A Case Report of the Rapid Evaluation of a High-Pressure Injection Injury of a Finger Leading to Positive OutcomesDOI: https://doi.org/10.21980/J8TD2X
On exam the patient was noted to have a punctate wound to the ulnar aspect of his right index finger, just proximal to the distal interphalangeal joint. The finger appeared pale and taut, with absent capillary refill. The patient displayed diminished range of motion with both extension and flexion of the joints of the finger. Sensation was absent and no doppler flow was appreciated to the distal aspects of the finger. X-ray of the hand was obtained and showed many small foreign bodies in the soft tissue and extensive radiolucent material consistent with gas or oil-based material to the palmar aspect of the index finger tracking up to the level of the metacarpal heads.
At the time of presentation to the ED, laboratory results were significant for leukocytosis to 11.8 x 109 white blood cells/L and a partial pressure of carbon dioxide of 52 mmHg on venous blood gas. Computed tomography (CT) of the soft tissue of the neck with contrast showed edematous swelling of the epiglottis and aryepiglottic fold with internal foci of gas (blue arrow) and partial effacement of the laryngopharyngeal airway and scattered cervical lymph nodes bilaterally (Figure 1). Findings were consistent with epiglottitis containing nonspecific air. Additionally, the pathognomonic “thumbprint sign” (yellow arrow) was found on lateral x-ray of the neck (Figure 2). The CT findings as shown in figure 3 illustrate lateral view of the swelling of the epiglottis, gas, and blockage of the airway.
In the image, one can see significant tracheal deviation around the right side of the mass (black arrows). This degree of deviation would make ventilation in a paralyzed patient extremely difficult, if not impossible.
The post intubation chest x-ray (CXR) showed severe rightward displacement of the trachea (purple arrow). The computed tomography angiogram (CTA) showed transection of the left common carotid artery (LCCA), extensive neck hematoma without extravasation and severe tracheal deviation to the right (blue arrow). The intravenous (IV) contrasted chest computed tomography (CT) image showed a lateral contrast projection from the aortic arch at the level of the isthmus (green and pink arrows). There were no other significant injuries reported on the CT scans of the chest, abdomen and pelvis.
Chest X-ray revealed an inferiorly displaced right clavicle at the right sternoclavicular joint (blue arrow). A computed tomography angiogram (CTA) of the chest was therefore obtained and revealed a right posterior sternoclavicular dislocation with resultant compression of the left brachiocephalic vein (purple arrow). Even though the right clavicle is displaced, the anatomy of the brachiocephalic vein is such that it is positioned to the right of midline, placing the left brachiocephalic vein posterior to the right clavicle. The right brachiocephalic and common carotid artery were normal in appearance. The CTA also revealed a comminuted fracture of the left anterior second rib at the costochondral junction that had not been previously seen on the x-ray.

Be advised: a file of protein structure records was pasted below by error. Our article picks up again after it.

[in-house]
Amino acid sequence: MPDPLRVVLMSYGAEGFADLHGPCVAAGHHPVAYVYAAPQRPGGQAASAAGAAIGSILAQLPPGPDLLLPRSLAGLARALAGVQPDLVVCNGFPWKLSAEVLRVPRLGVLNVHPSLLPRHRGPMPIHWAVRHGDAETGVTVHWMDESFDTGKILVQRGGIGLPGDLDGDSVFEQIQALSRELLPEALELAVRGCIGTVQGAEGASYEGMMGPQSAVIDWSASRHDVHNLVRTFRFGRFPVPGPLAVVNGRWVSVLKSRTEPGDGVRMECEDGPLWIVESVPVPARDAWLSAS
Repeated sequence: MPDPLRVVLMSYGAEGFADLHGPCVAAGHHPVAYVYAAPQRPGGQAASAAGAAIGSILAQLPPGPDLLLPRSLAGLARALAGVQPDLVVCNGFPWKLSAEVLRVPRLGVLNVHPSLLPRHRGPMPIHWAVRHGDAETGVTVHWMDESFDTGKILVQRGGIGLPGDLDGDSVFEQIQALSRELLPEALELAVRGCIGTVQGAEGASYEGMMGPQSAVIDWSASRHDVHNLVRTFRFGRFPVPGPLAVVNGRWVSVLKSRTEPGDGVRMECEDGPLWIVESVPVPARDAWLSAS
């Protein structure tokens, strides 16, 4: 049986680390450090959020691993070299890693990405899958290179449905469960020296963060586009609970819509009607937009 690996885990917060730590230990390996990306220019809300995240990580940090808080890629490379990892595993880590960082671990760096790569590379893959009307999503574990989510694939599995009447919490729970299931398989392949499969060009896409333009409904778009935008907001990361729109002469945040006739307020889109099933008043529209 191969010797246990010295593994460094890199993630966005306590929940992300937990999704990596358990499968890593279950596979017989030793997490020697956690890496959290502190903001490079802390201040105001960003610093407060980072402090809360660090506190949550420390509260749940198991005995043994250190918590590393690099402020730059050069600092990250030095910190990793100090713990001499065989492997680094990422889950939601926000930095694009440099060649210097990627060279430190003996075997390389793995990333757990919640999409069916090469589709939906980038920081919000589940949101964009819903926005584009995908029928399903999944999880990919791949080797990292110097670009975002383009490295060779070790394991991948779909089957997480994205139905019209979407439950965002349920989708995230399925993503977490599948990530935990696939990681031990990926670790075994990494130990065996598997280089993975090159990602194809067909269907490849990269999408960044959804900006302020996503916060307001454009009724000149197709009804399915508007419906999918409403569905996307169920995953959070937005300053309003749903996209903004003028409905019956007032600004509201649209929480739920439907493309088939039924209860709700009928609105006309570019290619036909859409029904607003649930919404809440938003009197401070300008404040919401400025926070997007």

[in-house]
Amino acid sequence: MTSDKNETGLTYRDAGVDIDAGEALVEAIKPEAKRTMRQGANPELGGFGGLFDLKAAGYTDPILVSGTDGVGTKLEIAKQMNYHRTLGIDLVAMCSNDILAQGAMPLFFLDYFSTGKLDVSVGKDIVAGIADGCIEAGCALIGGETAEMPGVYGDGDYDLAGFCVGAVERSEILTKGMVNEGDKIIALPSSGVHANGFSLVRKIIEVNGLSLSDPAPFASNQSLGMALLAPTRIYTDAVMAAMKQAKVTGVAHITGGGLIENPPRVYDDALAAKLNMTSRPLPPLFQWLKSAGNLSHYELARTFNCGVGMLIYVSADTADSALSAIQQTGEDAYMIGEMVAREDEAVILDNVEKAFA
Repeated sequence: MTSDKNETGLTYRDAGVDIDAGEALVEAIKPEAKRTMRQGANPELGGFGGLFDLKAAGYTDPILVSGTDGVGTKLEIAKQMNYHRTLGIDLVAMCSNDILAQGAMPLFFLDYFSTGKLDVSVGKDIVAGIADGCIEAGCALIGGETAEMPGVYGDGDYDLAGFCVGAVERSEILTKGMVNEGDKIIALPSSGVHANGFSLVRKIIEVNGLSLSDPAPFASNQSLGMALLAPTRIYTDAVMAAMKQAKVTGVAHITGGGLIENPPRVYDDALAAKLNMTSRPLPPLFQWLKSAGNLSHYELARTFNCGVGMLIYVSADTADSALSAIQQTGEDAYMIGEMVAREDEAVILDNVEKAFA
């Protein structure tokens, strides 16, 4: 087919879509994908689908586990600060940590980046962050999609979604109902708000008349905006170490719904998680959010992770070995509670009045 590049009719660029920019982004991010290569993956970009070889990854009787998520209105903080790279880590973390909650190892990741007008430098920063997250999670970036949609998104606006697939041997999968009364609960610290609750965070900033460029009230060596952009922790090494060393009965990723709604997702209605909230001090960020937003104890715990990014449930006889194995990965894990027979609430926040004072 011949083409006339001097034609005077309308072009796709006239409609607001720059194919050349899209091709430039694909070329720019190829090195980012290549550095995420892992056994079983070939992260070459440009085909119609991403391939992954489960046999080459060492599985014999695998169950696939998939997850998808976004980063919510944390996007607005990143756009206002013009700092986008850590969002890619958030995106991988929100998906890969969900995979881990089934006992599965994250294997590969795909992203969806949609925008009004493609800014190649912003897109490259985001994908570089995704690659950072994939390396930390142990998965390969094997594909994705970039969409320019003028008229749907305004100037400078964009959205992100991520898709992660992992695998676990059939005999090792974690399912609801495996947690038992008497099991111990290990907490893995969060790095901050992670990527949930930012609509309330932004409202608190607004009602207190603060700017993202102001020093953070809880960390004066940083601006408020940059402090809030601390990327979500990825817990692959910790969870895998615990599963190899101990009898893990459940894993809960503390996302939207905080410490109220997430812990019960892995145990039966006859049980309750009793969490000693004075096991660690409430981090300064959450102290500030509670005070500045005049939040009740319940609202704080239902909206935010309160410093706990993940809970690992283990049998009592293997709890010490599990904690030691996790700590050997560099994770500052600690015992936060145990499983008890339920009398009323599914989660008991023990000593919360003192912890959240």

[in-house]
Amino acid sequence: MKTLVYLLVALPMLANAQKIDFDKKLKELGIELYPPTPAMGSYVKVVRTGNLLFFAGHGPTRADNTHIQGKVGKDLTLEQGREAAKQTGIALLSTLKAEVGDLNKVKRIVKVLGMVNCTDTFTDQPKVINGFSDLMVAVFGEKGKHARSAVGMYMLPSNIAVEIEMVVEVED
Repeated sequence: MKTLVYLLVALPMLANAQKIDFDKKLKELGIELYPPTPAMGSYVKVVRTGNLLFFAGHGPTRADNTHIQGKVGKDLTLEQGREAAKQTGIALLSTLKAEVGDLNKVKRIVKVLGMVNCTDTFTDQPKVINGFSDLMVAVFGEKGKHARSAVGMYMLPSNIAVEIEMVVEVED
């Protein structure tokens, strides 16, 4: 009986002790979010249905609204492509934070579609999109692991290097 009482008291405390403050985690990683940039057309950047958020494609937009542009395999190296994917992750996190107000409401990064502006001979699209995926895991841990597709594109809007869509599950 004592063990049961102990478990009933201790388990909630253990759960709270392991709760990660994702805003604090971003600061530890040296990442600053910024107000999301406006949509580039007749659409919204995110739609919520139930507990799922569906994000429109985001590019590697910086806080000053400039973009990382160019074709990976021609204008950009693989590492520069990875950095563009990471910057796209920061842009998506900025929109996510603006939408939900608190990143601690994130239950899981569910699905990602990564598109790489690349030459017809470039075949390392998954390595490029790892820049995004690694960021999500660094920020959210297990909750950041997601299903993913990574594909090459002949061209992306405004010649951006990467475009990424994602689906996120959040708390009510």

Chest X-ray demonstrated significant right-sided pneumothorax (with red outline showing border of collapsed right lung) with cardio mediastinal shift to the left (shown by blue arrows) indicative of a tension pneumothorax
The patient's chest and clavicular radiographs showed a comminuted displaced acute fracture of the right mid-clavicle (green, blue, yellow). The clavicular fracture was also visible on the chest computed tomography (CT). The remainder of his trauma workup was negative for acute findings.
Radiographs of the left elbow and wrist were obtained. Left elbow radiographs showed simple posterolateral dislocation of the olecranon (red) without fracture of the olecranon (red) or trochlea (blue). Left wrist lateral radiographs demonstrated DRUJ dislocation with dorsal displacement of the distal ulna (green) without fracture or widening of the radioulnar joint (purple). Post-reduction radiographs demonstrated appropriate alignment of the elbow with the trochlea seated in the olecranon and improved alignment of the DRUJ.
Plain radiograph of the patient's abdomen revealed a gaseous distention of the colon. This is demonstrated as noted in the abdominal x-ray as gaseous distention, most notably in the large bowel (arrows) including the rectal region (large circle). Follow up computed tomography (CT) scan affirmed severe pancolonic gaseous distention measuring up to 11.2 cm, compatible with colonic pseudo-obstruction as noted by the large red arrows. No anatomical lesion or mechanical obstruction was observed, as well as no evidence of malignancy or other acute process.
The plain film radiograph of the chest demonstrated a fluid level (yellow arrow) in the distal esophagus with dilation of the esophagus proximal to that point (blue line). Neither of these findings were present on the previous visit.